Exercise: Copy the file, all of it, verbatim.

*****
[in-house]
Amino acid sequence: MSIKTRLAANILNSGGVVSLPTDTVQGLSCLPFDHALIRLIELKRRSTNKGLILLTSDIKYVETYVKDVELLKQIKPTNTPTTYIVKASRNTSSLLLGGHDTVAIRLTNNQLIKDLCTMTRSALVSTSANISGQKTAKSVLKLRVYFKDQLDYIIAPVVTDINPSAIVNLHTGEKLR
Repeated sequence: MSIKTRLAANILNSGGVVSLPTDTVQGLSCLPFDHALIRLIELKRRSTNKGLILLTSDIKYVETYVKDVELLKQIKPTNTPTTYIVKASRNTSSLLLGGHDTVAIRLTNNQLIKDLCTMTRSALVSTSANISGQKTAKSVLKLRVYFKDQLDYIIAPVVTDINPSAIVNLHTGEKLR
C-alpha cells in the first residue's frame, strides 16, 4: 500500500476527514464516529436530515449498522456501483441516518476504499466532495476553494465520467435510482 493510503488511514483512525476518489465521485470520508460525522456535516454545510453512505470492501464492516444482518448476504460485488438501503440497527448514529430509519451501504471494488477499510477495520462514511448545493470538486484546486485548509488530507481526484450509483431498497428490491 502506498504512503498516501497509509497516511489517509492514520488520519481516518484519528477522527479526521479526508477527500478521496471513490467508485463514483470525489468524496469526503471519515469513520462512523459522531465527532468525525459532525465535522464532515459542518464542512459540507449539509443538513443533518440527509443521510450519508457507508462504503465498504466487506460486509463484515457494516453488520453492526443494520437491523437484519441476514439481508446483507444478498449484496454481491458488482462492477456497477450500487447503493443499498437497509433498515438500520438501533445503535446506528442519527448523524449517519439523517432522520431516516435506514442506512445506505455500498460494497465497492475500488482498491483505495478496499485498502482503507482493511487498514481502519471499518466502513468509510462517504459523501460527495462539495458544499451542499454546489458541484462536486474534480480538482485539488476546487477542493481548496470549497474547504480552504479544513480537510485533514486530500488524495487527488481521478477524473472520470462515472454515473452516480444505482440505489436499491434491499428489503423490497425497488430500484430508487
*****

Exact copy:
[in-house]
Amino acid sequence: MSIKTRLAANILNSGGVVSLPTDTVQGLSCLPFDHALIRLIELKRRSTNKGLILLTSDIKYVETYVKDVELLKQIKPTNTPTTYIVKASRNTSSLLLGGHDTVAIRLTNNQLIKDLCTMTRSALVSTSANISGQKTAKSVLKLRVYFKDQLDYIIAPVVTDINPSAIVNLHTGEKLR
Repeated sequence: MSIKTRLAANILNSGGVVSLPTDTVQGLSCLPFDHALIRLIELKRRSTNKGLILLTSDIKYVETYVKDVELLKQIKPTNTPTTYIVKASRNTSSLLLGGHDTVAIRLTNNQLIKDLCTMTRSALVSTSANISGQKTAKSVLKLRVYFKDQLDYIIAPVVTDINPSAIVNLHTGEKLR
C-alpha cells in the first residue's frame, strides 16, 4: 500500500476527514464516529436530515449498522456501483441516518476504499466532495476553494465520467435510482 493510503488511514483512525476518489465521485470520508460525522456535516454545510453512505470492501464492516444482518448476504460485488438501503440497527448514529430509519451501504471494488477499510477495520462514511448545493470538486484546486485548509488530507481526484450509483431498497428490491 502506498504512503498516501497509509497516511489517509492514520488520519481516518484519528477522527479526521479526508477527500478521496471513490467508485463514483470525489468524496469526503471519515469513520462512523459522531465527532468525525459532525465535522464532515459542518464542512459540507449539509443538513443533518440527509443521510450519508457507508462504503465498504466487506460486509463484515457494516453488520453492526443494520437491523437484519441476514439481508446483507444478498449484496454481491458488482462492477456497477450500487447503493443499498437497509433498515438500520438501533445503535446506528442519527448523524449517519439523517432522520431516516435506514442506512445506505455500498460494497465497492475500488482498491483505495478496499485498502482503507482493511487498514481502519471499518466502513468509510462517504459523501460527495462539495458544499451542499454546489458541484462536486474534480480538482485539488476546487477542493481548496470549497474547504480552504479544513480537510485533514486530500488524495487527488481521478477524473472520470462515472454515473452516480444505482440505489436499491434491499428489503423490497425497488430500484430508487